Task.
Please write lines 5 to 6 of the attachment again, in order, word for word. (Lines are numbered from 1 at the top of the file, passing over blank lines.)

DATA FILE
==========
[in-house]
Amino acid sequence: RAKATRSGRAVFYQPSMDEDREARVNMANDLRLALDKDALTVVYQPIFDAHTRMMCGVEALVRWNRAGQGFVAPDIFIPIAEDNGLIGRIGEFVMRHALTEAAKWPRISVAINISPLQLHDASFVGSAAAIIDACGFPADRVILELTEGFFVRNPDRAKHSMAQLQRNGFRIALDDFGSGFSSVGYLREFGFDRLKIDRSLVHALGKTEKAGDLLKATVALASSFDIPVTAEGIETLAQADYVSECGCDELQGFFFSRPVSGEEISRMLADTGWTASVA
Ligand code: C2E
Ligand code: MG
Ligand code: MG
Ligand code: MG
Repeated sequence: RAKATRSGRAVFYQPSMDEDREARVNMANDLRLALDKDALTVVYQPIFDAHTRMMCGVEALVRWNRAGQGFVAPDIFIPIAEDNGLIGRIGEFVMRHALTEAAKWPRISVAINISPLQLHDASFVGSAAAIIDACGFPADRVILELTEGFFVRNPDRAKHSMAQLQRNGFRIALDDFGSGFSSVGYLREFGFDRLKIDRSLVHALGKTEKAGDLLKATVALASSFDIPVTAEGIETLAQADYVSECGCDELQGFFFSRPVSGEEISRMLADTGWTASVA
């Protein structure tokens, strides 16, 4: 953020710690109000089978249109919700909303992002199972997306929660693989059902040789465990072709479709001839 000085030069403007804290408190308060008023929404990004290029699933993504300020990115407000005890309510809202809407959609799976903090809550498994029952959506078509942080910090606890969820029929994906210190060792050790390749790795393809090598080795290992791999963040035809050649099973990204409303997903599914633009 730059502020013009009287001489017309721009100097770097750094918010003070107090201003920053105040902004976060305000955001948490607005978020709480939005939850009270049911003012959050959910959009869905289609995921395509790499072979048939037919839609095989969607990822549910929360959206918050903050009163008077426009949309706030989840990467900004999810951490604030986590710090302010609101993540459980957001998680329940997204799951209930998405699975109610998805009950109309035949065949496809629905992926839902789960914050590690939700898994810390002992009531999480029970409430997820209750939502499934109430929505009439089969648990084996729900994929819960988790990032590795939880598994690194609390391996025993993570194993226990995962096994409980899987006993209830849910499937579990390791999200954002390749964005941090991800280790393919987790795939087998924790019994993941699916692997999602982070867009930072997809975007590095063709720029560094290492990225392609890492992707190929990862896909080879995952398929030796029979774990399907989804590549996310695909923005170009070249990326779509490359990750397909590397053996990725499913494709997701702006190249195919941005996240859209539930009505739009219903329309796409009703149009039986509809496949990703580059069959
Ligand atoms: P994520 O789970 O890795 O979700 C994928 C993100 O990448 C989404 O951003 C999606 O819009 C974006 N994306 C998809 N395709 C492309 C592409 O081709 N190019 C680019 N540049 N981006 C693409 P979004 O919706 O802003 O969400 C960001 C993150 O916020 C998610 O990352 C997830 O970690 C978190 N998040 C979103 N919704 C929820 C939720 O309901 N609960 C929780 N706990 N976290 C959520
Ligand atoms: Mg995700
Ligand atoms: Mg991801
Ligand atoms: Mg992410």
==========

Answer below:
Ligand code: MG
Ligand code: MG